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Apartment tour: Studio (and terrace), Long Island City

Philip Roche visited New York City 16 years ago on a vacation and decided to stay forever.


The rooftop pergola is made from insulation wood from the ice cream factory's refrigerators.


Roche's dining-room set cost less than $500.


This safe once belonged to the ice cream factory, and only the DuVals know the combination.


The open kitchen encourages seamless entertaining.


Stuffed animals line the bathroom shelves.


Roche's self-built platform bed.


Roche in his garden.


The silver piggy bank is known as "the Prada Pig." When it fills up, it's time for Roche to buy a new pair of Prada sunglasses.


Roche's favorite piece is this Grange armchair.


New Zealander Philip Roche has a hypothesis on how to make big bucks in real estate: "Follow the young, the poor artists and the gay people." Fittingly, Roche, president of the landscaping company Plant Specialists (it operates out of the building's courtyard), has watched his neighbors change from drug addicts and hookers to an event company (the Foundry, run by the DuVals, who bought the block's real estate for half a million dollars in the '80s), a wine warehouse ("There's $20 million worth of wine in the basement; if the world falls apart, I'm going downstairs and getting drunk."), a bolero dance studio and a luxury boutique hotel ("They used to rent those rooms by the hour!").

Roche had some time to get his 1,000-square-foot rental to his liking; he's lived in the former ice cream factory since 1994. "My design style is minimalist with structure," Roche says. A 1930s pool table is juxtaposed with an unfinished concrete wall, and an Ikea closet stands kitty-corner to a floral-patterned armchair. "There are two things I can't get rid of: boyfriends and Victorian furniture," he laughs. After three months of living with his partner, Doug, Roche caved and bought a Victorian wardrobe for him, and he inherited the chair—among other antiques—after his parents' passing. If you look closely, you can spot a graffitied peace sign on the wall above the stairs from Doug's 40th birthday party (the theme was '70s porn).

He shares the 3,000-square-foot rooftop terrace with Alison DuVal, the daughter of the building's owners. It has a pergola and a ten-seat banquet table, and looks like the gardens of the High Line with wild grasses and various flowering plants. Something is always in bloom, providing the perfect background for Bobby Flay's Boy Meets Grill. (Flay shoots there regularly and leaves behind a few Weber grills for cookouts.) Not for TV is the smaller, 800-square-foot private garden. It's not as grand as the first, but Roche decorated it in just one afternoon.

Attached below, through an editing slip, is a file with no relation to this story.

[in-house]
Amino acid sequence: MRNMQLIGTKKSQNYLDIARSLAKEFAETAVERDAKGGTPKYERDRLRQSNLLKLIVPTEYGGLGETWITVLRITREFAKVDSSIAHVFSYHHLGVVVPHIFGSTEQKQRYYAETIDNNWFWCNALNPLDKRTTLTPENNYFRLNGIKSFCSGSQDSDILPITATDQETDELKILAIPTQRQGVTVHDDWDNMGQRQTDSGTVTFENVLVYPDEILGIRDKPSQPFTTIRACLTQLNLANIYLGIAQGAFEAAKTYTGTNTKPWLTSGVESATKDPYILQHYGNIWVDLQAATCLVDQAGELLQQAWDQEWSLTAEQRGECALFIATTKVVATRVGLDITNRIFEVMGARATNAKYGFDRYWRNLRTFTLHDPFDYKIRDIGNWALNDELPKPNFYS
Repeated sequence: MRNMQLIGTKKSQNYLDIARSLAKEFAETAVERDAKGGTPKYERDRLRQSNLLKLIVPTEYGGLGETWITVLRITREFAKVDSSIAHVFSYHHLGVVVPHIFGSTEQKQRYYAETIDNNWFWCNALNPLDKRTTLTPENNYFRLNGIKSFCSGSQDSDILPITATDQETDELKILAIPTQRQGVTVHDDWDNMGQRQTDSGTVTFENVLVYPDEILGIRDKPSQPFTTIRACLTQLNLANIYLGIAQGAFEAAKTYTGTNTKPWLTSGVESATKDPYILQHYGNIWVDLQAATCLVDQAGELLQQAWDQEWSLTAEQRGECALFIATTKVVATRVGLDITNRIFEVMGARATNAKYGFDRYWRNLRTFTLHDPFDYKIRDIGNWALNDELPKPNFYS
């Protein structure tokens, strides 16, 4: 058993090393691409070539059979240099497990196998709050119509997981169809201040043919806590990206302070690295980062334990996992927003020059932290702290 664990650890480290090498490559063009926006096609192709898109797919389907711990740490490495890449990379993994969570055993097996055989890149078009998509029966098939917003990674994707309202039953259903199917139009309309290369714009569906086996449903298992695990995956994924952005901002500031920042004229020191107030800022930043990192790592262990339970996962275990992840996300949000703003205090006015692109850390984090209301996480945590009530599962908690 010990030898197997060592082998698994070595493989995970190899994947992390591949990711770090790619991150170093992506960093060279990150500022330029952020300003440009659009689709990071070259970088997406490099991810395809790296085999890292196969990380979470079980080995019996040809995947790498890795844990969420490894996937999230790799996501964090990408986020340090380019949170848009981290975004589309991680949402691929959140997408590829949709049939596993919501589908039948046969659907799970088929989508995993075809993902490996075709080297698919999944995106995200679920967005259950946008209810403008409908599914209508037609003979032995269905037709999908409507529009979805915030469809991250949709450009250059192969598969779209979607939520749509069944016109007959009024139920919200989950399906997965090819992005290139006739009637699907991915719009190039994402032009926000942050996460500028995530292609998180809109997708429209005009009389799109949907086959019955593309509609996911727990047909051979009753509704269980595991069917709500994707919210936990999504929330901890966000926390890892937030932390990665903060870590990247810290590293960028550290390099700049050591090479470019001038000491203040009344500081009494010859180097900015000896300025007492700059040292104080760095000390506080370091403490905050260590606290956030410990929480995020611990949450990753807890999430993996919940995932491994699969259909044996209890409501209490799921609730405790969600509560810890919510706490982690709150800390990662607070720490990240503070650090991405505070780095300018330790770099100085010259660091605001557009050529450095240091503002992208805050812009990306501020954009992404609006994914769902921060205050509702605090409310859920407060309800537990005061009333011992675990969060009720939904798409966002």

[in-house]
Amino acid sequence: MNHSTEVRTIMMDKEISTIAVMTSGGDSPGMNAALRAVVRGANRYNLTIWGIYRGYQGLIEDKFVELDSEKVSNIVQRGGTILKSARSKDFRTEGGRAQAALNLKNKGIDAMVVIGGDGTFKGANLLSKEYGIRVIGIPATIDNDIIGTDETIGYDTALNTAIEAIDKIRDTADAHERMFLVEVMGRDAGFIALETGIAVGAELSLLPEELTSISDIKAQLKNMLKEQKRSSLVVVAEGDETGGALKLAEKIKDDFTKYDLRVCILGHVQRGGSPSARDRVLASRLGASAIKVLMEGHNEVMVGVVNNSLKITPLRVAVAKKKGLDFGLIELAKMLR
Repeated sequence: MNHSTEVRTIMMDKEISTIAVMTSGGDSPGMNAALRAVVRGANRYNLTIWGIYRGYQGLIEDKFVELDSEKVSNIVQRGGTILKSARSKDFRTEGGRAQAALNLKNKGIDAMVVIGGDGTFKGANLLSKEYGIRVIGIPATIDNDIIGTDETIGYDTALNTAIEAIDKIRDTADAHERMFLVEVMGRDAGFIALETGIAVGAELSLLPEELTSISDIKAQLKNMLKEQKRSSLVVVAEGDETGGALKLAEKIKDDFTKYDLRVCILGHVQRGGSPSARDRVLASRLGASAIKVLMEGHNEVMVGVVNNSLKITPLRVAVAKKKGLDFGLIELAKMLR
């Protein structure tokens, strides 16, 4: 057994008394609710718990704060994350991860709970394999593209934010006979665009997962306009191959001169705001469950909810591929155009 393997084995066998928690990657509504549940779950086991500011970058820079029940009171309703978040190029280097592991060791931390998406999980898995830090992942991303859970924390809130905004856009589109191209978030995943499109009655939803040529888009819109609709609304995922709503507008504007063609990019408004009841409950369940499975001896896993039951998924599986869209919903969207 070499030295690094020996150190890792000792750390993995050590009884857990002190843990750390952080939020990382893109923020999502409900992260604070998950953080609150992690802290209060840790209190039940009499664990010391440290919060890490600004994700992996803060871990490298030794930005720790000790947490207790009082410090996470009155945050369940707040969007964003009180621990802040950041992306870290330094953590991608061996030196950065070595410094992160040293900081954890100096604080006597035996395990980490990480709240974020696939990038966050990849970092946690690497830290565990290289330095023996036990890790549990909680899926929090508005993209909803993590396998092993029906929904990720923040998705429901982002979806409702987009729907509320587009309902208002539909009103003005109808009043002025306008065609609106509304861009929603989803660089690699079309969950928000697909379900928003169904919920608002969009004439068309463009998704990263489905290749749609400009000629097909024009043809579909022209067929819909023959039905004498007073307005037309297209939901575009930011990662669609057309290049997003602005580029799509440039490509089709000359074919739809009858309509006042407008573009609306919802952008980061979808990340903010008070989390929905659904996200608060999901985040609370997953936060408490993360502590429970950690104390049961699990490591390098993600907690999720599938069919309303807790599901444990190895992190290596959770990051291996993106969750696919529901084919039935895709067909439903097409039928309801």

In the dining room, Roche has added the quirky touch of vintage candelabras, which his parents once used as coatracks. They now hold court on a dinner table that Roche commissioned for $150 in Bali. He also nabbed two Buddhist or Hindu statues—he doesn't know which—from Indonesia, decorated with silver Mardi Gras beads. Roche's favorite piece is the apple-green leather chair with brown suede buttons he bought from a Grange sample sale. When he needs a break from work, he'll come upstairs, lounge in that chair and watch his rolling flat-screen TV. Roche created the wheeled stand from planter boxes left over from a landscaping project, so he could watch television from his bed or the living room. Said television can also be viewed from the guest loft, accessible by a vintage library ladder. "New Zealanders and Aussies are eternal travelers. There's always someone here," he says. But if Roche is any testament, will they ever leave?

Why Long Island City?

"The apartment is great and has amazing views. Plus, it has a car park in the building," says Roche. "I can be at a client appointment on the Upper East Side from my desk in 20 minutes." Would he ever give it up and move? "I would possibly buy a small apartment in the city, but it would have to have an outdoor space."

His favorite restaurants

Aunt Rosie's Restaurant and Diner(4357 11th St between 44th Ave and 43rd Rd, 718-786-7759) "It's one of the few remaining traditional, old-fashioned NYC diners, and they have a great breakfast. Normally, I'll get eggs, a Greek omelette and home fries, or the grilled cheese with tomato and bacon. You know, the stuff that's really bad for you."

Manetta's Fine Foods(1076 Jackson Ave at 11th St, 718-786-6171) "An old LIC staple. Best spaghetti carbonara I've ever had!"

Jackson Avenue Steakhouse(1223 Jackson Ave between 48th Ave and 47th Rd; 718-784-1412, jacksonsteakhouse.com) "As good as any city steakhouse but much cheaper."

Five Star Punjabi(1315 43rd Ave at 13th, 718-784-7444) "It's been in the area for more than 20 years and is still inexpensive."

His favorite hangouts

Socrates Sculpture Park(32-01 Vernon Blvd at Broadway; 718-956-1819, socratessculpturepark.org) "I can take Snoop (his dog) off his leash. The views and art are just great."

Lounge 47 (4710 Vernon Blvd between 47th Rd and 47th Ave, 718-937-2044) "It's a bit retro with a '50s and '60s interior. When I came to LIC there was nothing, and I walked down Vernon one day and found this."

Noguchi Museum(9-01 33rd Rd at Vernon Blvd; 718-204-7088, noguchi.org) "We helped do the landscaping many years ago. The garden is a good spot to go to contemplate."

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I saw on hgtv that events are held here. does anyone know who i could contact about that? i love this place and would love to live in an converted space. if they really do have a space on their property that they used for events i'd love to know more!


What a total load of drivel but I am only jealous and very proud of my best mate .Cruising this web is amazing